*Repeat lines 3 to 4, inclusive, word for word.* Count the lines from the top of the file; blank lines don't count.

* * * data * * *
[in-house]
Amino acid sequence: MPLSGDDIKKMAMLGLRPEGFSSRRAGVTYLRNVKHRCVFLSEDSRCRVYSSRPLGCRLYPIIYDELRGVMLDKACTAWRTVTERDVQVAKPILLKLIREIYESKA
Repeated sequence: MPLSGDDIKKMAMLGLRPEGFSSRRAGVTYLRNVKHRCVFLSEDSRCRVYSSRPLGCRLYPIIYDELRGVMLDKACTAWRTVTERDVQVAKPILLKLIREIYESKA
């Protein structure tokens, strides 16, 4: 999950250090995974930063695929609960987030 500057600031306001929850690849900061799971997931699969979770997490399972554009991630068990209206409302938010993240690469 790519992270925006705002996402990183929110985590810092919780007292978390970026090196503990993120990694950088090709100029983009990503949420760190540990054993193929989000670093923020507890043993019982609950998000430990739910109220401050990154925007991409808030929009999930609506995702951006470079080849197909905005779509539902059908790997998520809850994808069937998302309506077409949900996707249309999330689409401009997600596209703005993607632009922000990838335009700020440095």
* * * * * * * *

Repeated sequence: MPLSGDDIKKMAMLGLRPEGFSSRRAGVTYLRNVKHRCVFLSEDSRCRVYSSRPLGCRLYPIIYDELRGVMLDKACTAWRTVTERDVQVAKPILLKLIREIYESKA
């Protein structure tokens, strides 16, 4: 999950250090995974930063695929609960987030 500057600031306001929850690849900061799971997931699969979770997490399972554009991630068990209206409302938010993240690469 790519992270925006705002996402990183929110985590810092919780007292978390970026090196503990993120990694950088090709100029983009990503949420760190540990054993193929989000670093923020507890043993019982609950998000430990739910109220401050990154925007991409808030929009999930609506995702951006470079080849197909905005779509539902059908790997998520809850994808069937998302309506077409949900996707249309999330689409401009997600596209703005993607632009922000990838335009700020440095």